Encounter has a whole lot of heart and takes a sensitive approach to PTSD that is underscored by a cultural tension that comes to a head in its high-octane, action-packed final act.
What are people saying?
What are critics saying?
The Playlist by Gregory Ellwood
The film’s saving graces is not only Ahmed, who, as you’d expect, elevates the material every chance he gets, but his on-screen connection with Chauhan. Somehow, the relatively unknown Canadian actor gives one of the best performances from a young actor in recent memory.
The Film Stage by Jared Mobarak
Pearce and Barton set up this heavy emotional narrative dealing with mental illness, PTSD, and familial love only to undercut it with loud overtures of systemic violence devoid of textual basis.
Entertainment Weekly by Leah Greenblatt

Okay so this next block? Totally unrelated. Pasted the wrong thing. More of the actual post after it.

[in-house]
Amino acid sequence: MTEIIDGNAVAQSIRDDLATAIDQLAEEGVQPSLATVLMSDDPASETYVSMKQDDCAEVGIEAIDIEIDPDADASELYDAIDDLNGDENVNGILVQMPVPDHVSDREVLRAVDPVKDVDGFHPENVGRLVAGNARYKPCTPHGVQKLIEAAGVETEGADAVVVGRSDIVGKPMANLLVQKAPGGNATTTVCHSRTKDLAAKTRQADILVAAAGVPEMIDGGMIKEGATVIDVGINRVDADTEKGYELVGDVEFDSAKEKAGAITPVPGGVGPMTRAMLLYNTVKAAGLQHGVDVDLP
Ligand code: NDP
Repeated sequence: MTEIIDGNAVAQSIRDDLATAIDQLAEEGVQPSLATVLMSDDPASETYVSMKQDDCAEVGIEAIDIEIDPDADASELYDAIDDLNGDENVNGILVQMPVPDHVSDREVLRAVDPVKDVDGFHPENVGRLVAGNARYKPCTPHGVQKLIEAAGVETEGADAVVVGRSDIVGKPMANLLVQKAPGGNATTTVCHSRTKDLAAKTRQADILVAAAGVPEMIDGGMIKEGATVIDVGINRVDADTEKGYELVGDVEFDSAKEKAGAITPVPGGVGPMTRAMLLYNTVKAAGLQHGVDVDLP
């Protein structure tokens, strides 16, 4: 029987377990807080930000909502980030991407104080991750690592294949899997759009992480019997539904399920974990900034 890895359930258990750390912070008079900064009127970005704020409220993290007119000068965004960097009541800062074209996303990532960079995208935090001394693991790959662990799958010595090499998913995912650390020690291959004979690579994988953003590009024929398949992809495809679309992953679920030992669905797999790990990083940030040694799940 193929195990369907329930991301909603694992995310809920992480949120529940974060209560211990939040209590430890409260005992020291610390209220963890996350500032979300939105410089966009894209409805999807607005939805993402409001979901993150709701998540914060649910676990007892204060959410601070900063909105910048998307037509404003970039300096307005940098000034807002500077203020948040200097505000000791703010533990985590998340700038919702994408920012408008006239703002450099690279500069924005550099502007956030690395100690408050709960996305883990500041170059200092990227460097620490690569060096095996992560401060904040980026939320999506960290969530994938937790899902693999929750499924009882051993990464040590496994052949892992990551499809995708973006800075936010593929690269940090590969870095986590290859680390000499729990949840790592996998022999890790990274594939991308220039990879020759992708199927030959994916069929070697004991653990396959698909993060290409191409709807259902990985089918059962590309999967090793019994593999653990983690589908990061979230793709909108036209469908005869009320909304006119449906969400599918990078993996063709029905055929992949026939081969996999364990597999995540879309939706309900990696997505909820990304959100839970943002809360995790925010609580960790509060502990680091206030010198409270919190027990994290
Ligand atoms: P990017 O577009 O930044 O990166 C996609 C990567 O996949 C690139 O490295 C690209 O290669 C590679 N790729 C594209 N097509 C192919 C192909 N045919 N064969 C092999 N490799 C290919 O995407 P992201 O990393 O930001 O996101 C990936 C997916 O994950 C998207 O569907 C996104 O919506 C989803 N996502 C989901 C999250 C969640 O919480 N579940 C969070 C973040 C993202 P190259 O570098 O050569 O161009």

Riz Ahmed takes Encounter a long way. But he can't single-handedly carry a film that never quite figures out what it wants to be — stark sci-fi paranoia? Psychological family drama? Desert road-trip apocalypse?
The Hollywood Reporter by Leslie Felperin
It’s a surprisingly meaty work that works on several levels at once.
While the drama gets the wind knocked out of its sails after introducing other characters, Encounter gets in plenty of emotional, nuanced scenes between Malik and his sons that become the beating heart of this often unsettling, uneven, yet strangely mesmerizing film.
The Guardian by Peter Bradshaw
It all adds up to less than we hoped, though Pearce’s direction is never less than confident.
For a film that tries to be a bravura piece of genre-hopping cinema, “Encounter” too often feels confused rather than assured.
It’s deceptively simple yet deeply philosophical stuff, channeled by first-rate genre filmmaking.
In Pearce’s sure hands, the film sustains its tension, even as it sideswipes the audience with slickly executed change of tone.